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Subaru Maker Teams with Toyota to Increase U.S. Plant Production

Fuji Heavy Industries and Toyota Motor Corp. announced plans to produce approximately 100,000 Toyota Camry models at Fuji's Indiana plant. The two companies will also team up on hybrid technology.

Toyota and Subaru maker Fuji Heavy Industries will produce approximately 100,000 Toyota Camry models a year at Fuji's U.S. plant in Indiana, according to a report by the Associated Press. The report says that the two companies will begin their joint venture in in the spring of 2007.

According to Toyota Motor Corp. and Fuji Heavy Industries Ltd. the venture is expected to create approximately 1,000 jobs at the Subaru of Indiana Automotive Inc. plant, which currently employs 2,300 people. The companies said that the venture is expected to raise the plant's annual production to 240,000 vehicles.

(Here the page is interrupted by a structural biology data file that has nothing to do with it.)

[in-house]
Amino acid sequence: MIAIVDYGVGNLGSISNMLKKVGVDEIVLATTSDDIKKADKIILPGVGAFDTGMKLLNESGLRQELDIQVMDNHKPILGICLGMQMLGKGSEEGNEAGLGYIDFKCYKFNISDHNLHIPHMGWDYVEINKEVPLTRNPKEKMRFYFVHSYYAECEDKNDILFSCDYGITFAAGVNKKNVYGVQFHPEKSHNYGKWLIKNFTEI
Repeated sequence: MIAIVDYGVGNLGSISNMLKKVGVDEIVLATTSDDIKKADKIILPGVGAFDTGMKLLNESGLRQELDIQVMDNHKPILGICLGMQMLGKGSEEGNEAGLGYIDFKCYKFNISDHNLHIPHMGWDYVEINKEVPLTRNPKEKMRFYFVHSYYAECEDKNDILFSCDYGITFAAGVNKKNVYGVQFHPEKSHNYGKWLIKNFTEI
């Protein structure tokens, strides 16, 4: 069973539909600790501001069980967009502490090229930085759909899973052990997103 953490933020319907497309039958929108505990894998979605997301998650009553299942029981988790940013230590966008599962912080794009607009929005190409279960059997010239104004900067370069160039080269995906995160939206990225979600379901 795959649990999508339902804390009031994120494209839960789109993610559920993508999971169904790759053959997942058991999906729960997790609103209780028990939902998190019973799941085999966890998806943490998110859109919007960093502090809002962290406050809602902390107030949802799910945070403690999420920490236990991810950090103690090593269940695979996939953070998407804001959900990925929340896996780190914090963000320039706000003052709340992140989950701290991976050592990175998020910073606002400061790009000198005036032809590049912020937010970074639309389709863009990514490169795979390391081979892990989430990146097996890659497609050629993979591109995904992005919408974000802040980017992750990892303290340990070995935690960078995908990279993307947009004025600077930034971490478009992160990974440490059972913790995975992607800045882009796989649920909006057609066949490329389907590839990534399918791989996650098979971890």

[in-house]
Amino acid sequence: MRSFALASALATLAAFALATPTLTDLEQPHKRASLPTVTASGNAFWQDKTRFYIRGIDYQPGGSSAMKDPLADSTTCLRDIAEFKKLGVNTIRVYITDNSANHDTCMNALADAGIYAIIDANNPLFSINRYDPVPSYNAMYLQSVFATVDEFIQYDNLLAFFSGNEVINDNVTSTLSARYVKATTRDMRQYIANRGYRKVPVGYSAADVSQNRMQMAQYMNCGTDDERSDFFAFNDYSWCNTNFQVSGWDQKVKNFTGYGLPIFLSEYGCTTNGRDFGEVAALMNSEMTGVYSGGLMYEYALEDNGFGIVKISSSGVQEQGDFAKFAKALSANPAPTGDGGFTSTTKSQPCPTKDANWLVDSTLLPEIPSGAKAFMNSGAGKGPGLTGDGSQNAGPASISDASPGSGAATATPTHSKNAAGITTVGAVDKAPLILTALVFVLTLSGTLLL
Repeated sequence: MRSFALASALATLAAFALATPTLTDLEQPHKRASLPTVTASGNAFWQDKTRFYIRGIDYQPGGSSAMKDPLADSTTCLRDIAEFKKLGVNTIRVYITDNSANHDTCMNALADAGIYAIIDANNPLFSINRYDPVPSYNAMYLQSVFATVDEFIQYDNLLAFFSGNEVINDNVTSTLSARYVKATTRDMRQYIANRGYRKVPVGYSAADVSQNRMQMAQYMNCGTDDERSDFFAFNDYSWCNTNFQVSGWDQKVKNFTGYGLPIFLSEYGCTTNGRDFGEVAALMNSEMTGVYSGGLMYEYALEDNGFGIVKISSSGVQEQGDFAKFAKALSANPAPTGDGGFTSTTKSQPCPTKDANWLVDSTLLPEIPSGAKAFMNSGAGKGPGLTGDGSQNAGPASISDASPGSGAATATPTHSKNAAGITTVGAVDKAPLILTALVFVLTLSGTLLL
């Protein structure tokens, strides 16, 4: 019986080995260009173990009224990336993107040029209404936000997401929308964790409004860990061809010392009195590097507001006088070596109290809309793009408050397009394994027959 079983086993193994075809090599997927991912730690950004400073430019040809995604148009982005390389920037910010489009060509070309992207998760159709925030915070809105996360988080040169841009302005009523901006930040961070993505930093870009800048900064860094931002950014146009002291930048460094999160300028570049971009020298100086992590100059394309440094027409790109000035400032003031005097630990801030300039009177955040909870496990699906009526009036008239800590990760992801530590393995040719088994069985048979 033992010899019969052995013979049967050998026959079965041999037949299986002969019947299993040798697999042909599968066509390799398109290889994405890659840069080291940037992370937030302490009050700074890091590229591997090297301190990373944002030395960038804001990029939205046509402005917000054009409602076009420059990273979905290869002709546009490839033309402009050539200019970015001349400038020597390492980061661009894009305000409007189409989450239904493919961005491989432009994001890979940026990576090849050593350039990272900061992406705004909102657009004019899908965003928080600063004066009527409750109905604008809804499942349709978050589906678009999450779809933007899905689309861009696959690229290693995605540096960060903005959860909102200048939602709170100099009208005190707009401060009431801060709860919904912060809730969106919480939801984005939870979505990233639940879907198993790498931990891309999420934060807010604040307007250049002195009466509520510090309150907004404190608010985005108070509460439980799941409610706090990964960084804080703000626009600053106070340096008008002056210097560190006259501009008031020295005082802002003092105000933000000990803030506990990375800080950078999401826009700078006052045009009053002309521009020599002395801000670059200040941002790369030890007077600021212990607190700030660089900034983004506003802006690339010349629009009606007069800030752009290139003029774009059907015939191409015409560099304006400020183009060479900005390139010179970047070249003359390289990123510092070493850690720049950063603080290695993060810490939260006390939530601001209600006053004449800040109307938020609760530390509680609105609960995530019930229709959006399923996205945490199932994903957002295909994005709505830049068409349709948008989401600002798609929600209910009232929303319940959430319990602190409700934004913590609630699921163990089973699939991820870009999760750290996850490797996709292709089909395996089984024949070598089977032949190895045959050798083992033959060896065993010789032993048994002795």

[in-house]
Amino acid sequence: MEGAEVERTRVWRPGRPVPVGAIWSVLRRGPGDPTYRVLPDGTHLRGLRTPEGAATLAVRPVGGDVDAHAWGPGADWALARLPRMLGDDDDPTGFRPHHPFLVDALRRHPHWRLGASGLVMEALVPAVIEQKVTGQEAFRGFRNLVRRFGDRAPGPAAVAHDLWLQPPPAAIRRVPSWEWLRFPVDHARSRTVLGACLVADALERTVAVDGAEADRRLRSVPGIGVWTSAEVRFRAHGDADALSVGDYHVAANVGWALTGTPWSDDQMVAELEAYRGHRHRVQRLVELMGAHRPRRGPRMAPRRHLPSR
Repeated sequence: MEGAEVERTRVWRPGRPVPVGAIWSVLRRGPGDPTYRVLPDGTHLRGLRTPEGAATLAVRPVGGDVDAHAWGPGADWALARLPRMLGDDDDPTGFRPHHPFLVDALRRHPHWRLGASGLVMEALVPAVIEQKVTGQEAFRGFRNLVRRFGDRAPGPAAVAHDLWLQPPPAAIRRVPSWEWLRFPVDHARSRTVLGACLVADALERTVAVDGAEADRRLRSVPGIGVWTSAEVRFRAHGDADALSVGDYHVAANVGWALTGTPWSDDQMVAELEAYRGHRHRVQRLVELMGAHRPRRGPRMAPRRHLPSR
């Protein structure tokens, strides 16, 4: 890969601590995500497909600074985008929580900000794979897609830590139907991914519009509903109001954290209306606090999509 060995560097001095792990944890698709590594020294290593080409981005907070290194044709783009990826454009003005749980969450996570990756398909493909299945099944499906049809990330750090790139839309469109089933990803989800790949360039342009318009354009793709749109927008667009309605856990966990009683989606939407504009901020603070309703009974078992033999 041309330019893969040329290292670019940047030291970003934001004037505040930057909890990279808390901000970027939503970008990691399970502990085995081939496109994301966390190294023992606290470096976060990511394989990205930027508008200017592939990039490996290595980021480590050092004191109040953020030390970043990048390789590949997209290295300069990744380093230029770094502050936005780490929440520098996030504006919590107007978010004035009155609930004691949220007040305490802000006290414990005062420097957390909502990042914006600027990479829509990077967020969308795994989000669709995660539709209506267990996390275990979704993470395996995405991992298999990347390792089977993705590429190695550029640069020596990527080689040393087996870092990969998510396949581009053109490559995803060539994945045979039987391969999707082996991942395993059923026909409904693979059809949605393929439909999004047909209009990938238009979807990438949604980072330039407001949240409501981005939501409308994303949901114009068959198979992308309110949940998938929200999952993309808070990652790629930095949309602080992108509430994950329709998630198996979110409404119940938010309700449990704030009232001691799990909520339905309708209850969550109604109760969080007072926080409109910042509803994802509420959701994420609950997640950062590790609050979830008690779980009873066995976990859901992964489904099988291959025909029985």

The Camry sedan, which is the best-selling car in the U.S. is currently produced in the U.S. at Toyota's plant in Georgetown, KY. The Subaru plant in Indiana currently produces Subaru Outback station wagons and Legacy sedans.

During a news conference in Tokyo, Fuji Heavy President Kyoji Takenaka and Toyota President Katsuaki Watanabe said the automakers will also work together to produce Fuji hybrid vehicles using Toyota's hybrid technology, but gave few details.

The move takes place less than six months after General Motors Corp. said it was ending its alliance with Fuji. At that time, Toyota bought an 8.7 percent stake in Fuji for $315 million and became the top shareholder in Fuji.

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